A man and child walk past a crater from a suicide car bomb attack on the road between the border town of Rafah and the coastal city of el-Arish, Egypt (Photo: AP)
A spokesman for the Egyptian cabinet said on Wednesday that it has no current intention to re-impose the emergency law, but that it hoped an counter-terrorism law would be issued soon.
A cabinet meeting on Thursday will discuss the attack on Wednesday on a military bus in Sinai which left 11 Egyptian soldiers dead and 37 injured. It will also discuss the assassination of Mohamed Mabrouk, a senior officer in Egypt's national security on Sunday, spokesman Hany Salah told Al-Ahram Arabic.
The curfew and the emergency law, imposed on 14 August after the violent dispersal of two Islamist pro-Morsi camps, were lifted last week.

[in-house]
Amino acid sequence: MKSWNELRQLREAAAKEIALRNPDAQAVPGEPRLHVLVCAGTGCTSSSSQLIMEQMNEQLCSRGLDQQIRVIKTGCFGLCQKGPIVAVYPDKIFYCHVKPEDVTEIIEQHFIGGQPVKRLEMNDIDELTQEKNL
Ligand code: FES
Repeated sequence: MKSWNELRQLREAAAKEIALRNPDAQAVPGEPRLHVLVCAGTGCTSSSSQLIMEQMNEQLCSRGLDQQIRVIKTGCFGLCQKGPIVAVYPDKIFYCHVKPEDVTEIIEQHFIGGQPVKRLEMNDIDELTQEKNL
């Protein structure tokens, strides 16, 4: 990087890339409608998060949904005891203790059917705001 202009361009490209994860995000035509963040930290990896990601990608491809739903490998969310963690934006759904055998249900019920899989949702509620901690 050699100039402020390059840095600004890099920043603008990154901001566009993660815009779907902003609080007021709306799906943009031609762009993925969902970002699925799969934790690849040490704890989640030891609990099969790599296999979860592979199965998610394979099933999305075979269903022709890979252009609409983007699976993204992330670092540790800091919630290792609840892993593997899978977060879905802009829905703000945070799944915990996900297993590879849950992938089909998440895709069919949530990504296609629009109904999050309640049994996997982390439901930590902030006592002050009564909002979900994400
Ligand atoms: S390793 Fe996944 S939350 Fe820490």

The counter-terrorism law was drafted by the justice ministry and has been passed to the cabinet for revision before it lands on the president's desk.
At present there is no elected parliament in session and legislative powers rest with interim President Adly Mansour.
Recent attacks on soldiers and security officers sparked fears in some quarters of the return of the emergency state and a strict curfew nationwide.
Twenty Egyptian human rights organisations, including the Egyptian Initiative for Personal Rights (EIPR), the Hisham Mubarak Law Centre, the Cairo Institute for Human Rights Studies, published a joint statement early November arguing that a draft counter-terrorism bill would reinstate the "police state" in Egypt if implemented.
The statement claims that the counter-terrorism law would "serve as the legal basis for the re-establishment of the police state" which controlled the country before the January 2011 popular uprising that ousted long-time autocrat Hosni Mubarak.
Baseera, a private polling organisation, recently found a majority of 62 percent support a new terrorism bill.